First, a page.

Academic Self-Marginalization Not the Problem

Nicholas Kristof’s ill-conceived diatribe against the supposed self-marginalization of academics has come in for a fair amount of criticism, notably from Corey Robin. The most obvious problem with Kristof’s argument assertion is that anywhere you look in the policy sphere, you can’t help stumbling over academics left and right. Macroeconomics is an obvious one, but there many others. Take education, for example, where anyone pushing for any conceivable policy change can wave a fistful of academic papers in your face.

It’s easy to multiply examples of academics doing policy work or even occupying policy positions. The bigger question, and the less obvious problem with Kristof’s opinion, is whether more of us would do any good for the world.

Consider climate change. Here, academics have hit the ball out of the park. We know the world is getting hotter, and we know why, because of hard, painstaking academic research. There are two main reasons why we’re not doing anything about it, and neither is a shortage of op-eds by professors.

The first is a well-funded campaign by fossil fuel companies and anti-government ideologues to spread misinformation. That’s just politics, given the state of American campaign finance law.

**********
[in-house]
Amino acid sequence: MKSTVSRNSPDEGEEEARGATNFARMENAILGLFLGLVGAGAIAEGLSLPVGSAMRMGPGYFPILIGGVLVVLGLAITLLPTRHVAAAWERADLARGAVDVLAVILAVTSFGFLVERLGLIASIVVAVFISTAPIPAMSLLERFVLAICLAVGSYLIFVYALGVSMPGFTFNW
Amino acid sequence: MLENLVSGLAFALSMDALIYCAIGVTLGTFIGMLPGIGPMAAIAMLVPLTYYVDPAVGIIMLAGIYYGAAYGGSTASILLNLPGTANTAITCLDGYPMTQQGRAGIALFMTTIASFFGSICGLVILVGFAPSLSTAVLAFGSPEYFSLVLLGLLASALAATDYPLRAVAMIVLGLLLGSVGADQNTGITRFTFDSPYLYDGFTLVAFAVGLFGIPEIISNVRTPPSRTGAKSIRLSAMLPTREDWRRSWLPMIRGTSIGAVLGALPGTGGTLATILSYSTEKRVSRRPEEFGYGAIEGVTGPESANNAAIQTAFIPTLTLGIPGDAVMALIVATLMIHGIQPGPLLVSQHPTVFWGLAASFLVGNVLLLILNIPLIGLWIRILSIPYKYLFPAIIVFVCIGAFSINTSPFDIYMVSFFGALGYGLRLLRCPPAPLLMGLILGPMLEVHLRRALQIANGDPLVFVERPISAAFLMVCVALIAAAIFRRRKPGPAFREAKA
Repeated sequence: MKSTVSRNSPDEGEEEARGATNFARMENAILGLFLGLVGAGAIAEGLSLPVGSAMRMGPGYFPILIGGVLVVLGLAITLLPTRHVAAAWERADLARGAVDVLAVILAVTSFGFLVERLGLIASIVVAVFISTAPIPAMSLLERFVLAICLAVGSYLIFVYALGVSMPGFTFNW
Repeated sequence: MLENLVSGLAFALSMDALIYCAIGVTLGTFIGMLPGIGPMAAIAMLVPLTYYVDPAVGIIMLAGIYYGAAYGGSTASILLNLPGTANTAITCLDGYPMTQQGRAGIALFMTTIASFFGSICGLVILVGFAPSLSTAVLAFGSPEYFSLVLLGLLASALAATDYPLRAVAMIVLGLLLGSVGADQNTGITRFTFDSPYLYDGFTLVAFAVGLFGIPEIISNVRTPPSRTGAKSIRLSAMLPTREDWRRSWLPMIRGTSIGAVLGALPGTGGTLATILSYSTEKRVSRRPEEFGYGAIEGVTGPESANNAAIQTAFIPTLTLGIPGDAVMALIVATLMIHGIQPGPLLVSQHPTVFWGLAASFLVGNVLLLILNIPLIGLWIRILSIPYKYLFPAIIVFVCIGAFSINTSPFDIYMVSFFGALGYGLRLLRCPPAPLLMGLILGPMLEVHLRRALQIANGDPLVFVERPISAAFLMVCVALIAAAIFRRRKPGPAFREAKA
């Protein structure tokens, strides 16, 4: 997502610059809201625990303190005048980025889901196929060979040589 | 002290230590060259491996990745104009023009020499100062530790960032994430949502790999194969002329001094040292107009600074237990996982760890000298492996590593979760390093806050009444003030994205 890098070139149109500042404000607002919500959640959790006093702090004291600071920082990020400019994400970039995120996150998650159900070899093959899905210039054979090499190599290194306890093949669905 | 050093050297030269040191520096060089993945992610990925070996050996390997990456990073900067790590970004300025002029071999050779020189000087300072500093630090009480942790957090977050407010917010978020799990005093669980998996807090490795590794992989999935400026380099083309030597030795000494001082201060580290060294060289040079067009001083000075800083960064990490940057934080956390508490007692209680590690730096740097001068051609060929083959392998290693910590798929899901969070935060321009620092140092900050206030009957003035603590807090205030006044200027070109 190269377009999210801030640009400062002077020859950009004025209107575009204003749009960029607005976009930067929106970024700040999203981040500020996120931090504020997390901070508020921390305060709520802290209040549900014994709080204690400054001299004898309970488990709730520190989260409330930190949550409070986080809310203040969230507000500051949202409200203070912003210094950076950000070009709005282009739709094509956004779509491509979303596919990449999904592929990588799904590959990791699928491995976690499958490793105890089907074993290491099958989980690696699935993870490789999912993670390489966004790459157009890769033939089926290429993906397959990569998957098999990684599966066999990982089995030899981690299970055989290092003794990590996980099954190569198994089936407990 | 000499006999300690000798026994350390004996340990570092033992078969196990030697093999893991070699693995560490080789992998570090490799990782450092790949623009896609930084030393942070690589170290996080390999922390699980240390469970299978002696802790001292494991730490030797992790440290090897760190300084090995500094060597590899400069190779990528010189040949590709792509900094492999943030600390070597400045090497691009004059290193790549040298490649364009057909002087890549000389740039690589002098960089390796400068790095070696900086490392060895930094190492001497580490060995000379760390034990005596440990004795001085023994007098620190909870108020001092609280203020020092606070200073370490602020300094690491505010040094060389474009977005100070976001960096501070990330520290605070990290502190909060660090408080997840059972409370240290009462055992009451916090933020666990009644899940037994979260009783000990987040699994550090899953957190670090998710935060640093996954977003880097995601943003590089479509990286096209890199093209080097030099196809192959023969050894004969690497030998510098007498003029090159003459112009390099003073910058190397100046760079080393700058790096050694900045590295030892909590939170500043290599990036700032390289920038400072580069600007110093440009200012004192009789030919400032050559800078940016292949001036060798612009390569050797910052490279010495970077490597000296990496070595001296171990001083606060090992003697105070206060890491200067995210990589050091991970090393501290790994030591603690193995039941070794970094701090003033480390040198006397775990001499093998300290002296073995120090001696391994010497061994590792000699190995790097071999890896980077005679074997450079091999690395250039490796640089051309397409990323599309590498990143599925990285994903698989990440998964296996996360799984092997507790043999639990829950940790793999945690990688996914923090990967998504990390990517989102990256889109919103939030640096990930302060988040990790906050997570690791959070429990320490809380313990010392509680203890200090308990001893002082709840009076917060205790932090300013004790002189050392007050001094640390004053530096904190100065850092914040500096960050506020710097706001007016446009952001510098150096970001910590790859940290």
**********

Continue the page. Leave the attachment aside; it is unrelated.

But the second is a media that refuses to call out people for simply lying about science, relying on the formula of “expert A says X and expert B says Y” instead. And a media that compounds the problem by giving prime real estate to the unqualified climate change-denying drivel of people like George Will. In other words, the journalists–Kristof’s profession–are a big part of the problem.

On most policy questions of any importance, there are enough academics doing work to generate far more policy ideas than can seriously considered by our political system. When it comes to systemic risk, we have all the ideas we need–size caps or higher capital requirements–and we have academics behind both of those. The rest is politics. What we really need is for the people with the big megaphones to be smarter about the ideas that they cover.